Post-rock veterans The Sea and Cake glided into New York’s Webster Hall on Thursday, June 7th, to groove a diverse mix of fans, from uptown yuppies to kids that you can’t believe would be let into an 18+ show. Touring in support of their latest album, Everybody (QRO review), The Sea and Cake did not skimp on their older material, which actually composed over half the set, and they drew at least one piece from every one of their six prior albums. The only things marring the night were repeated tuning breaks that halted the show’s flow, and perhaps peaking a bit too early.
In appearance, The Sea and Cake were definitely much more similar to the elder portion of the crowd. Drummer John McEntire (of Tortoise) and guitarist Archer Prewitt are both balding; McEntire looks like a less-cool version of MTV News’ been-there-seemingly-forever John Norris, and Prewitt like the more straight-laced older brother of Weezer frontman River Cuomo. Guitarist/singer Sam Prekop seemingly needed to have his lyrics in front of him while performing. Even bearded and longhaired bassist Eric Claridge, the most ‘rock’-looking of the group, is more ‘rock roadie’-looking. But the most surprising thing about seeing the band in-person is that they’re ‘just’ a standard guitar-bass-and-drums set-up, without the keyboards, Korgs, drum machines, and what have you that one usually associates with post-rock. The Sea and Cake’s mature appearance really reflects their mature sound, a mix of expansive indie rock and seventies easy listening, that is all very easy to listen to.
The Chicago quartet opened their set with Everybody’s opener, “Up On Crutches”, a bright, flowing number that really washes over you. It was followed by Everybody’s more straightforward “Crossing Line”, and then “The Biz” (the opening track on its 1995 eponymous release), a more relaxed, even beach-going, tune. But this otherwise-strong opening gambit was hurt by what would be the night’s major flaw: tuning breaks. After every piece in the set, Prekop and Prewitt would take about a minute to retune their guitars, for the next one. A minute may not sound like very long, but when most of the songs average out about three or four minutes in length, you end up spending something like one-fifth of the concert just standing around, waiting for the next song. An odd new configuration to Webster Hall (QRO venue review), with stage extensions on either end serving mainly as bumpers, didn’t help either, as it herded the front of the crowd into a tighter pack, less able during the breaks to move to and fro, or just switch positions.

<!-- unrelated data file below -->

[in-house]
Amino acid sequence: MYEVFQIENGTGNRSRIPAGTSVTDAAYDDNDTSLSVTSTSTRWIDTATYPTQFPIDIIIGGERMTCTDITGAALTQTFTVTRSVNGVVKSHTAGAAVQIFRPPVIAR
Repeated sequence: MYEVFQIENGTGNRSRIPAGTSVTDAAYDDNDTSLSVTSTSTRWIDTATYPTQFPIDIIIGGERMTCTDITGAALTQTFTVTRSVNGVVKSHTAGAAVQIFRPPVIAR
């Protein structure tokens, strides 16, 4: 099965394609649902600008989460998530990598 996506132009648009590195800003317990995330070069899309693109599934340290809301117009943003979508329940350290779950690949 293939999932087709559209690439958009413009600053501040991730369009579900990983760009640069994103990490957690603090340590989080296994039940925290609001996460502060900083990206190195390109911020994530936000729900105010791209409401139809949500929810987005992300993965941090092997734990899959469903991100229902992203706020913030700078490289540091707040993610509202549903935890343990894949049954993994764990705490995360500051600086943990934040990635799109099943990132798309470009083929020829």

This all upset the audience somewhat. Early on, Prekop was motioning to the soundboarder on the side, some fan in the back shouted, “Sound guy, fix it!” (possibly said ironically, but still…). Even The Sea and Cake knew it, with Prewitt remarking during the post-“Crossing Line” tuning break that they had “devised this first three-song ‘touchdown’” (definitely said ironically…). It was all very reminiscent of when the eternally tune-breaking Sebadoh played Webster (QRO review), but while not as extreme, in some ways it hurt The Sea and Cake more. Their music’s appeal is based on getting the listener into a groove, and keeping him or her there while they then add in indie-rock hooks. So effective on their gapless CDs, the stop-start when live means that for virtually every song, one has to first get back into the groove again.
While this prevented the still-good opening from being a ‘touchdown’, the middle half of the set was so great (and the breaks relatively smaller), that one probably didn’t notice. Starting with conversationally upbeat “Jacking The Ball” (from their 1994 self-titled debut), The Sea and Cake largely had the crowd where they wanted them. The ‘Mid’ combo of “Midtown” (off of 2000’s Oui) and Everybody’s “Middlenight” went particularly well together, ‘a summer day in the city’ song meeting ‘a summer night in the city’ song, all in the summery City. An unfamiliar and possibly new song, “Bonus”, followed, and it kept the summer lovin’ going, with more of an up-tempo beat, right into the darker ‘death by a thousand little notes’ “Exact To Me”. “Exact” actually exceeded its performance on Everybody, but not by as much as the subsequent “The Argument” did, over its delivery on 1997’s The Fawn. Easily the biggest crowd-pleaser of the night, the driving post-rock jam had the audience right from its opening instrumental build-up. Along with the growing and winning “Too Strong” (one of the best pieces off of Everybody), the highpoint of the evening had been reached.
While good, the rest of the night felt a little much (especially with the tuning breaks now a bit longer). The eight-minute-long jam “Leeora” (roughly twice its length on The Biz) didn’t have any breaks, but felt a tad indulgent. It also left the air a little drained for the initial set-ender, “Parasol” (off of yet another, different, record, 1995’s Nassau). The Sea and Cake did spend surprisingly little time offstage during the encore break, perhaps energizing Webster Hall for their returning post-krautrock “Left On” from Everybody, though following that up with the even longer “Do Now Fairly Well” did not impress as much as fellow Fawn track “The Argument” had.
But saying that The Sea and Cake took too long with their tuning breaks, or took too long in general, is kind of missing the point. This is a band that’s been around for over a decade, putting together solid album after solid album (all seven, curiously, exactly ten tracks in length), and they delivered a very solid show at Webster Hall. Peppering their newer material with a fair amount of the old, the senior post-rockers had it going for all the fans, whether ‘post’ or ‘rock’.